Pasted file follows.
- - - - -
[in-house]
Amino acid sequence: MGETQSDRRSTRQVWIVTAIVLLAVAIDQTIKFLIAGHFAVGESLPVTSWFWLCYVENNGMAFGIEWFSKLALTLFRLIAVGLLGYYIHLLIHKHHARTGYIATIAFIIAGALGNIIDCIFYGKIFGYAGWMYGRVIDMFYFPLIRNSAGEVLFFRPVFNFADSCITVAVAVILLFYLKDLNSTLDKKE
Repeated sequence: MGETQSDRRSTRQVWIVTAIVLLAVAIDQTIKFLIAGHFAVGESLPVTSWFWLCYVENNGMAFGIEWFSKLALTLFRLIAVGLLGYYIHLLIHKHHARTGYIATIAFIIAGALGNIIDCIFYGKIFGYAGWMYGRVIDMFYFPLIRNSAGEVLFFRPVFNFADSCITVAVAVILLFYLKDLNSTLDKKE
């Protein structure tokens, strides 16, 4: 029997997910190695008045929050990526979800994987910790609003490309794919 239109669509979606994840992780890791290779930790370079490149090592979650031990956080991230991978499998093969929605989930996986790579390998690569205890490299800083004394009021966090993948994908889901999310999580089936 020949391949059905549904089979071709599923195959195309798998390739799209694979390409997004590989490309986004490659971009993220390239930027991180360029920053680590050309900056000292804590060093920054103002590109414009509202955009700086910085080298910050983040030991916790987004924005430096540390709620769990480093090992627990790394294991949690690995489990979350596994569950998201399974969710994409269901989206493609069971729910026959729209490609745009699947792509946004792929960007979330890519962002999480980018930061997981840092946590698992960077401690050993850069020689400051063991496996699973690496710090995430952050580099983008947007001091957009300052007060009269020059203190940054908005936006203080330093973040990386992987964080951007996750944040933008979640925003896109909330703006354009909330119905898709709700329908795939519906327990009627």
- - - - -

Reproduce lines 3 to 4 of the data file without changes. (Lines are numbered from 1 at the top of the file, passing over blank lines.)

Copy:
Repeated sequence: MGETQSDRRSTRQVWIVTAIVLLAVAIDQTIKFLIAGHFAVGESLPVTSWFWLCYVENNGMAFGIEWFSKLALTLFRLIAVGLLGYYIHLLIHKHHARTGYIATIAFIIAGALGNIIDCIFYGKIFGYAGWMYGRVIDMFYFPLIRNSAGEVLFFRPVFNFADSCITVAVAVILLFYLKDLNSTLDKKE
């Protein structure tokens, strides 16, 4: 029997997910190695008045929050990526979800994987910790609003490309794919 239109669509979606994840992780890791290779930790370079490149090592979650031990956080991230991978499998093969929605989930996986790579390998690569205890490299800083004394009021966090993948994908889901999310999580089936 020949391949059905549904089979071709599923195959195309798998390739799209694979390409997004590989490309986004490659971009993220390239930027991180360029920053680590050309900056000292804590060093920054103002590109414009509202955009700086910085080298910050983040030991916790987004924005430096540390709620769990480093090992627990790394294991949690690995489990979350596994569950998201399974969710994409269901989206493609069971729910026959729209490609745009699947792509946004792929960007979330890519962002999480980018930061997981840092946590698992960077401690050993850069020689400051063991496996699973690496710090995430952050580099983008947007001091957009300052007060009269020059203190940054908005936006203080330093973040990386992987964080951007996750944040933008979640925003896109909330703006354009909330119905898709709700329908795939519906327990009627």